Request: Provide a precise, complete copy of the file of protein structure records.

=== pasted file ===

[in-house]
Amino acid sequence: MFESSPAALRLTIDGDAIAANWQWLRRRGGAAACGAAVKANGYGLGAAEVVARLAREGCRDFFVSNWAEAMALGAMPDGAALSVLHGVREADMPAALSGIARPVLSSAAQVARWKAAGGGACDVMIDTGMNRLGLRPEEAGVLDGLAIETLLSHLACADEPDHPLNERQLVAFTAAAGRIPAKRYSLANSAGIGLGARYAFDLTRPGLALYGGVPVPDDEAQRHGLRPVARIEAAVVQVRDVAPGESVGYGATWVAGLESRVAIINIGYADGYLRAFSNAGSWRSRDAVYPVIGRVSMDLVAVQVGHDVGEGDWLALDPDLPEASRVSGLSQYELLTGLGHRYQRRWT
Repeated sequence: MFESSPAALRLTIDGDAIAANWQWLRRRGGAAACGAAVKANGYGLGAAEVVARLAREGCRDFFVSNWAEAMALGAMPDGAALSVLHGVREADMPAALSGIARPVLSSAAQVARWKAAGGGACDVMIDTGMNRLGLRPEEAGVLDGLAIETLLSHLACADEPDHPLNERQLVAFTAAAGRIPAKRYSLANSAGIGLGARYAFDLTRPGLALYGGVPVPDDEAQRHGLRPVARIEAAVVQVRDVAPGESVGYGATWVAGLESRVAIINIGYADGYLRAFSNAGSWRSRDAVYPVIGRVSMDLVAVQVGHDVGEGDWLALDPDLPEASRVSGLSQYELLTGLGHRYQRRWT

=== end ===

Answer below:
[in-house]
Amino acid sequence: MFESSPAALRLTIDGDAIAANWQWLRRRGGAAACGAAVKANGYGLGAAEVVARLAREGCRDFFVSNWAEAMALGAMPDGAALSVLHGVREADMPAALSGIARPVLSSAAQVARWKAAGGGACDVMIDTGMNRLGLRPEEAGVLDGLAIETLLSHLACADEPDHPLNERQLVAFTAAAGRIPAKRYSLANSAGIGLGARYAFDLTRPGLALYGGVPVPDDEAQRHGLRPVARIEAAVVQVRDVAPGESVGYGATWVAGLESRVAIINIGYADGYLRAFSNAGSWRSRDAVYPVIGRVSMDLVAVQVGHDVGEGDWLALDPDLPEASRVSGLSQYELLTGLGHRYQRRWT
Repeated sequence: MFESSPAALRLTIDGDAIAANWQWLRRRGGAAACGAAVKANGYGLGAAEVVARLAREGCRDFFVSNWAEAMALGAMPDGAALSVLHGVREADMPAALSGIARPVLSSAAQVARWKAAGGGACDVMIDTGMNRLGLRPEEAGVLDGLAIETLLSHLACADEPDHPLNERQLVAFTAAAGRIPAKRYSLANSAGIGLGARYAFDLTRPGLALYGGVPVPDDEAQRHGLRPVARIEAAVVQVRDVAPGESVGYGATWVAGLESRVAIINIGYADGYLRAFSNAGSWRSRDAVYPVIGRVSMDLVAVQVGHDVGEGDWLALDPDLPEASRVSGLSQYELLTGLGHRYQRRWT